The importance of the Catholic Reform movement and its unintentional ties to the formation of an endurable commodity market are outlined. Clashes and compromises are investigated in case studies of the Kalmarsund region, Gotland and the Daugava valley. Dissimilar cases of state formation are compared: those of Sweden and Livonia.
Many classical scholarly problems are revisited. A new approach to the period's narrative sources brings to life Scandinavian, German, Russian, Finno-Ugrian and Baltic attitudes and day-to-day concern in the midst of a change of epic dimensions.

Rose Cross over the Baltic

The Spread of Rosicrucianism in Northern Europe


Susanna Åkerman

This volume is a study of Rosicrucianism in the early period of the seventeenth century with emphasis both on the local reception of the Rosicrucian pamphlets in the Baltic area and on the original group of Rosicrucian authors in Tübingen.
In the first part of the book the Runic theosophy of the Swedish Rosicrucian Johannes Bureus is studied in its millenarian context, beginning with his Adulruna Rediviva of 1616. The Paracelsian prophecy of the Lion of the North is also shown to be a Rosicrucian theme.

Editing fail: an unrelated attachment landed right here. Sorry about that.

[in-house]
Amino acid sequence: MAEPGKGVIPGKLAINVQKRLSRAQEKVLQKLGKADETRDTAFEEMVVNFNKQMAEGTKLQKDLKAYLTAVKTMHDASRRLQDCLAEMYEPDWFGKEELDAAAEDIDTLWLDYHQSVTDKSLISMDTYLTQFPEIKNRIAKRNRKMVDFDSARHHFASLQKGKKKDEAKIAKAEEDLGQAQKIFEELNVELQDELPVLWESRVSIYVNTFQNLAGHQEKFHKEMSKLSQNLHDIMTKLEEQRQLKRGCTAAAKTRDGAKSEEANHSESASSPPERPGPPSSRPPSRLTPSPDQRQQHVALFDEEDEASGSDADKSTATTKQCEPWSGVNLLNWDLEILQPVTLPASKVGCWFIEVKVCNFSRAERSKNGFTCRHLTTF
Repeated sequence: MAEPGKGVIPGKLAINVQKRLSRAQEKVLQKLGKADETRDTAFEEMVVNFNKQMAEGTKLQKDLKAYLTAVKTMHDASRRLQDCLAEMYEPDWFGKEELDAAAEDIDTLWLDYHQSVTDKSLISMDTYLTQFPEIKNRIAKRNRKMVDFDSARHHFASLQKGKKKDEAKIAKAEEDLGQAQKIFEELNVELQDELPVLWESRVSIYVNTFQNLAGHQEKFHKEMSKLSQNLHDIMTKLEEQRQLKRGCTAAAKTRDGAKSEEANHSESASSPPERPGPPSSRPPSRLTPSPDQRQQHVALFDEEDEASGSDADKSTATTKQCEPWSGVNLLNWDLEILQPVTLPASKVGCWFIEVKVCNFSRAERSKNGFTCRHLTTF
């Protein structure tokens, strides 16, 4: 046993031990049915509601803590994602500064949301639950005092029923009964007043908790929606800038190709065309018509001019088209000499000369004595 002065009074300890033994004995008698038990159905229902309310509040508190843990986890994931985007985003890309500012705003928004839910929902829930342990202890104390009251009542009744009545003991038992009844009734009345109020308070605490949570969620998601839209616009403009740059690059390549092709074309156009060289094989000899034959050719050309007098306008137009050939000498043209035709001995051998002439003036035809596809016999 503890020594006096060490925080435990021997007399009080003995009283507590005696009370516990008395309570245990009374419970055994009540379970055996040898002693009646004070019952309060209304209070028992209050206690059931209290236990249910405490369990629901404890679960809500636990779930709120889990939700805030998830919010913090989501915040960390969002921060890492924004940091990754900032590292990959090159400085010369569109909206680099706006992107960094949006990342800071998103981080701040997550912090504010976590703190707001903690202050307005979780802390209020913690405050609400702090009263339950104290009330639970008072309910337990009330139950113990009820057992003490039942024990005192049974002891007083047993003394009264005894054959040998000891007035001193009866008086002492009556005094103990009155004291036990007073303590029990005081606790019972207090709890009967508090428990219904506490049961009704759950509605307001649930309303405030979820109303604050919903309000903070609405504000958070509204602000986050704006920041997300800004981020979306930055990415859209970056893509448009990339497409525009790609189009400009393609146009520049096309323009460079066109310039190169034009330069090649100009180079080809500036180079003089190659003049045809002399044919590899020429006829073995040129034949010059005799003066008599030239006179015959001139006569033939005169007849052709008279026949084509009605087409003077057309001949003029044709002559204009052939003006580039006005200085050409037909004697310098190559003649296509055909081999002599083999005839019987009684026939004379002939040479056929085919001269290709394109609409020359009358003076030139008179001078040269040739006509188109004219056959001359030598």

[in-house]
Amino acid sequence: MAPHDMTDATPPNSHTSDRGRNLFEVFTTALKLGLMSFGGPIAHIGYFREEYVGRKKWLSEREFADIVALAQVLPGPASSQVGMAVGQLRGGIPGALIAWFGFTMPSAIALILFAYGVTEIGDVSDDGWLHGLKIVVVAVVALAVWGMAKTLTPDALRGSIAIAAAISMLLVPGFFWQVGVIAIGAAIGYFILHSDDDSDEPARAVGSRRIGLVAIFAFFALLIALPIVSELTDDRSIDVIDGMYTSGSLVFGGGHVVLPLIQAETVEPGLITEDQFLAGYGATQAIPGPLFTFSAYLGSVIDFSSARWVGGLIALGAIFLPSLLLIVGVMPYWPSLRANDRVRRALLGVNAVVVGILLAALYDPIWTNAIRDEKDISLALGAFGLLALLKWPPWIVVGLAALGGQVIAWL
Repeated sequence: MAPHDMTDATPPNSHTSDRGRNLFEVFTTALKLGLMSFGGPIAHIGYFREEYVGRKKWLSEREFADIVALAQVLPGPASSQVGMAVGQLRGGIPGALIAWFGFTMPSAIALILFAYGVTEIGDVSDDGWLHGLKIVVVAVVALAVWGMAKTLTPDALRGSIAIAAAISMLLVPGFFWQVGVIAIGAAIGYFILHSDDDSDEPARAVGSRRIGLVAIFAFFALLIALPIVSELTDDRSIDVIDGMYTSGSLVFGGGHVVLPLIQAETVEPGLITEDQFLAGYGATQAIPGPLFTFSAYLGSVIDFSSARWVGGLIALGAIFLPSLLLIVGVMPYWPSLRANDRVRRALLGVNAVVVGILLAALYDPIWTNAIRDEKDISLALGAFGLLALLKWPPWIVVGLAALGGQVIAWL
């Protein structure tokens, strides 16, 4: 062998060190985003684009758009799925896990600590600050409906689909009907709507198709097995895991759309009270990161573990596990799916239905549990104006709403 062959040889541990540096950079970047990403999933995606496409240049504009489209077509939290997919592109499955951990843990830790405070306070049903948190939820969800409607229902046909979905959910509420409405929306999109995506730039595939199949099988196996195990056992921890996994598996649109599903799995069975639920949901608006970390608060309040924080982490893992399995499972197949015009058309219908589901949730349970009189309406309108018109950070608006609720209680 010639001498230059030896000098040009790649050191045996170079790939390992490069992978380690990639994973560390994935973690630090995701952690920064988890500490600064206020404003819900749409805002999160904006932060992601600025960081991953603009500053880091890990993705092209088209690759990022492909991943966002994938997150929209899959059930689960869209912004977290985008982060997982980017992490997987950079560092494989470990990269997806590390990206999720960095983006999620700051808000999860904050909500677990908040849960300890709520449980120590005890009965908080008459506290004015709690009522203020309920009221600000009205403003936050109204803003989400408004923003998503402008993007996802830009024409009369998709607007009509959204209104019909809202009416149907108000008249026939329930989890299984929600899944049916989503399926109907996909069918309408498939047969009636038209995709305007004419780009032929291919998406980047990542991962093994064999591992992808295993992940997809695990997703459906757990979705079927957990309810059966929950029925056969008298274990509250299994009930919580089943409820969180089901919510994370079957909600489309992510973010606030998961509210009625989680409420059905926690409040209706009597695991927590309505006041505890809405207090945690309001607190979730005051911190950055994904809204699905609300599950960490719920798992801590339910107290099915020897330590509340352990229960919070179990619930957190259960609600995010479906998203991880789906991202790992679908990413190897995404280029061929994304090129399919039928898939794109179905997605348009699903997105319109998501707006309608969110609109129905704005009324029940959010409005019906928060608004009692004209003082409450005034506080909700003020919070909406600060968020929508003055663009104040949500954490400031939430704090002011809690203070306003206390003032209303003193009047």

The general millenarian background to the Rosicrucian publications is then explored and implications are drawn from the Rosicrucian doctrine of the great conjunctions, from the emergence of new stars, and from their comet research.

Bart Driessen

113 Slav non-citizens in the Baltics BART DRIESSEN * Received 16 August 1993; accepted 17 March 1994 Abstract. This study argues that customary international law obliges the Baltic states to accept the Slav populations as an integral part of the Baltic peoples. The history and collapse of the


Edited by David J. Smith

With EU and NATO membership for the Baltic States now a reality, this volume examines the relationship of the three countries, their constituent peoples and their surrounding region to the wider Europe, both historically and in the period since 1991. In particular, the contributors seek to locate the Baltic area within the manifold debates surrounding the concepts of “new” and “old” Europe, including those occasioned by the current conflict in Iraq. Covering issues of identity, sovereignty, minority rights, security and relations with Russia the work assesses the likely contribution of this region to an enlarged Euro-Atlantic community. It will appeal to specialists and students in the fields of area studies, history, politics and international relations.